Nelson’s time in Israel started at 1982, three years after he finished his studies in Santa Clara university. “my coach in Santa Clara told me to look for a job, because I won’t make it as a basketball player, but I insisted to keep on with it and got drafted by the Phoenix Suns in the 10th round of the 1979 NBA draft” Nelson recalls his pre-Israeli career. “I didn’t have an agent and had no contract, so I went to Europe and played for Nice, France. When I came back to the US, Paul Silas invited me to the Los Angeles Clippers camp (where he met former Maccabi Tel Aviv player, Tom Chambers). Silas didn’t signed me but recommended me to George Karl who was coaching a CBA team in Montana. I played well, and coach Karl was impressed. He said that: ‘I never met a white guy who can get twenty rebounds a game’. At the end of the season the team got bankrupt and I went looking for a job elsewhere.
“at the summer of 1982 I played for the Portland Trail Blazers in the summer league, and I remember Larry Weinberg (former Blazers’ owner) presenting me to Hapoel Ramat Gan, Eithan Megido. They offered me to go play for Ramat Gan in Israel, and Weinberg was even willing to give me a nice check to go there”.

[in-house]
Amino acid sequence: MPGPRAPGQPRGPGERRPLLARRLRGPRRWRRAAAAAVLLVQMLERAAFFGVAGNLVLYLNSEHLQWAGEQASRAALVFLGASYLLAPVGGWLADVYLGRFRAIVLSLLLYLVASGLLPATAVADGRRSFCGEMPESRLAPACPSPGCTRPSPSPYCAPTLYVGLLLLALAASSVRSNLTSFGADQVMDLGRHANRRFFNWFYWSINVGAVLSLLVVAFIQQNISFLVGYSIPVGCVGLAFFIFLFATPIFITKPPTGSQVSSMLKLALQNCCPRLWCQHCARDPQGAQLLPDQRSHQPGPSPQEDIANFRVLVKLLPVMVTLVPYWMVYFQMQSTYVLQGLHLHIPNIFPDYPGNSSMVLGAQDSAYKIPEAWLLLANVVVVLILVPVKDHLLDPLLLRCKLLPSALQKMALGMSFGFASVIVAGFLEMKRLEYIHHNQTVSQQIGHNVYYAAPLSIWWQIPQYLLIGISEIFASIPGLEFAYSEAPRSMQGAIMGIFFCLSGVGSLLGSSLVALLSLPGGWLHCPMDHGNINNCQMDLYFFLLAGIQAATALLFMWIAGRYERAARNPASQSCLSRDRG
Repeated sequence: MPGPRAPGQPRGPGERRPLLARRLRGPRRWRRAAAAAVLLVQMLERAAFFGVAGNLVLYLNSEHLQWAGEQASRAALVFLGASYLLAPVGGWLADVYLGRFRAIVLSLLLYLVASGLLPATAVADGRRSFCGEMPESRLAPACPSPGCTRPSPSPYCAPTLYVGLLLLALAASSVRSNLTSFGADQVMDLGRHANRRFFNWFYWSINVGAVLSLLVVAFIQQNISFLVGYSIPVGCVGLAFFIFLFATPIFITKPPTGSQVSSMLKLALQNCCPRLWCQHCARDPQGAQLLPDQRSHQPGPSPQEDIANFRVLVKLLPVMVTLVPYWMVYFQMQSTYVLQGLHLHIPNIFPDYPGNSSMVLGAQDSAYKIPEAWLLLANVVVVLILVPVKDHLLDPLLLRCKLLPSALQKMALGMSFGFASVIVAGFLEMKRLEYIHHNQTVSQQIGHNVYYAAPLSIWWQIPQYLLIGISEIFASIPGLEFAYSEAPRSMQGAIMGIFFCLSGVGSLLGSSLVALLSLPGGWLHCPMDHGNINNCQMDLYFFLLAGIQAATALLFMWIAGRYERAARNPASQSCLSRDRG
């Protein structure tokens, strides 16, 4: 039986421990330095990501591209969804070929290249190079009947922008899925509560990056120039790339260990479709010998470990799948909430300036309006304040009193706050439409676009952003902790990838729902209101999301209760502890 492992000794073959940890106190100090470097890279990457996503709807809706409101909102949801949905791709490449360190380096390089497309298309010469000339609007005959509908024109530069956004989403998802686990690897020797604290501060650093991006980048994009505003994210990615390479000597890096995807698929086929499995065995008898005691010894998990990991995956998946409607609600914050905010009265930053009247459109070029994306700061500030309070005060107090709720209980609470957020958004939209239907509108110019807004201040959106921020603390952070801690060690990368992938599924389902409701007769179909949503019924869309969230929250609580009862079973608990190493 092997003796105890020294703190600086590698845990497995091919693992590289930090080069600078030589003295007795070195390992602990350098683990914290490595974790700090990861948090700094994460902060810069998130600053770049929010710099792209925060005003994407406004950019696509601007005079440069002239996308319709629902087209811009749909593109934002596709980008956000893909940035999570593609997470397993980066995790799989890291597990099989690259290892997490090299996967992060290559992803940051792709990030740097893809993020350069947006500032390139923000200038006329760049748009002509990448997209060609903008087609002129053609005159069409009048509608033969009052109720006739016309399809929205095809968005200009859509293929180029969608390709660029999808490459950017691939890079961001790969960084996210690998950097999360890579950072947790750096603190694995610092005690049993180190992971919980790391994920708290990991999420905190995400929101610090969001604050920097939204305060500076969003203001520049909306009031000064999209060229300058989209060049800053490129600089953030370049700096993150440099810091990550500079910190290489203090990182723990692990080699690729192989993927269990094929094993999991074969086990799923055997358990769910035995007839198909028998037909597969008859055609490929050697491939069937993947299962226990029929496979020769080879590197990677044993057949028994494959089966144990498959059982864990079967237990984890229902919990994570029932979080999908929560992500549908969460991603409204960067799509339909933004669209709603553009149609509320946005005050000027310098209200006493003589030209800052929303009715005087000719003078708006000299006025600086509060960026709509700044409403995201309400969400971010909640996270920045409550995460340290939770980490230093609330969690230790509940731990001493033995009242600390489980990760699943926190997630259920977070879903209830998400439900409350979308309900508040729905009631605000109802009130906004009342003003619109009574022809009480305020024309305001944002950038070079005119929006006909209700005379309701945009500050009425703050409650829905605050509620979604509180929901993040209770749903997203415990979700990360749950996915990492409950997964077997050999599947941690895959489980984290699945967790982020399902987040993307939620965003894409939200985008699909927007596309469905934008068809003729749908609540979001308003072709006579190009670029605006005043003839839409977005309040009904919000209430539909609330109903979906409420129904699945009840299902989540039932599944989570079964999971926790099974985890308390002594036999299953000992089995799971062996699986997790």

Actually, the offer Weinberg and Megido didn’t really got the likes of Nelson back then and he admits that he was afraid to get to the troubled middle east. “I was this naive guy from the California coast and I was frightened to death to come to Israel, which from my point of view was a country in a state of war”, Nelson remembers, “all of a sudden I got another offer from Barcelona and I was about to refuse the Weinberg-Megido. I would have end up in Spain unless they would demand going for tryouts in New Jersey. Eventually, I went to tryouts, but it became longer and longer, and I was with no money in my pockets, where I had only a flight ticket to Israel with El-Al. I remember calling my dad from the airport in New York and asking for his guidance. He answered: ‘do what your heart tells you to’. I was standing there in phone booth with tears in my eyes and told him I’m going to fly to Israel. I got his blessing and took the flight”.